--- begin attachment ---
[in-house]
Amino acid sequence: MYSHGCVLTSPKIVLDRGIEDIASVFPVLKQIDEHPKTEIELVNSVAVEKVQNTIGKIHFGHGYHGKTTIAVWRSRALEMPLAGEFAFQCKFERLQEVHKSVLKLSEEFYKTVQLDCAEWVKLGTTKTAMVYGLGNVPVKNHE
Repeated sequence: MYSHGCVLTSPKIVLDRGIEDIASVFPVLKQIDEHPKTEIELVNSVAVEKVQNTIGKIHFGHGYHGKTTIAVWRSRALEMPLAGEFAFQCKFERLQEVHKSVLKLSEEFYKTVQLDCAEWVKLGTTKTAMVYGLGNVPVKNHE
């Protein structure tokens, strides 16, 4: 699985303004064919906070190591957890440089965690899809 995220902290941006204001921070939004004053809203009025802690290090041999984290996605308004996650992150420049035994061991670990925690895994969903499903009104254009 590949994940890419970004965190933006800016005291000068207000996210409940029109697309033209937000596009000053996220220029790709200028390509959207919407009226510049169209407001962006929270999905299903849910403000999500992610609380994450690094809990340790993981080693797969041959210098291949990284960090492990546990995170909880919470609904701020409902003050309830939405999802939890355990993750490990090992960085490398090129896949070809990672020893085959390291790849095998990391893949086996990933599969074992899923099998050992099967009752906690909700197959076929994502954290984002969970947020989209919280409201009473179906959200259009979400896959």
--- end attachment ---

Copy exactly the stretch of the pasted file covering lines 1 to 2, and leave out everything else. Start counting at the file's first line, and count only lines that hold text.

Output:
[in-house]
Amino acid sequence: MYSHGCVLTSPKIVLDRGIEDIASVFPVLKQIDEHPKTEIELVNSVAVEKVQNTIGKIHFGHGYHGKTTIAVWRSRALEMPLAGEFAFQCKFERLQEVHKSVLKLSEEFYKTVQLDCAEWVKLGTTKTAMVYGLGNVPVKNHE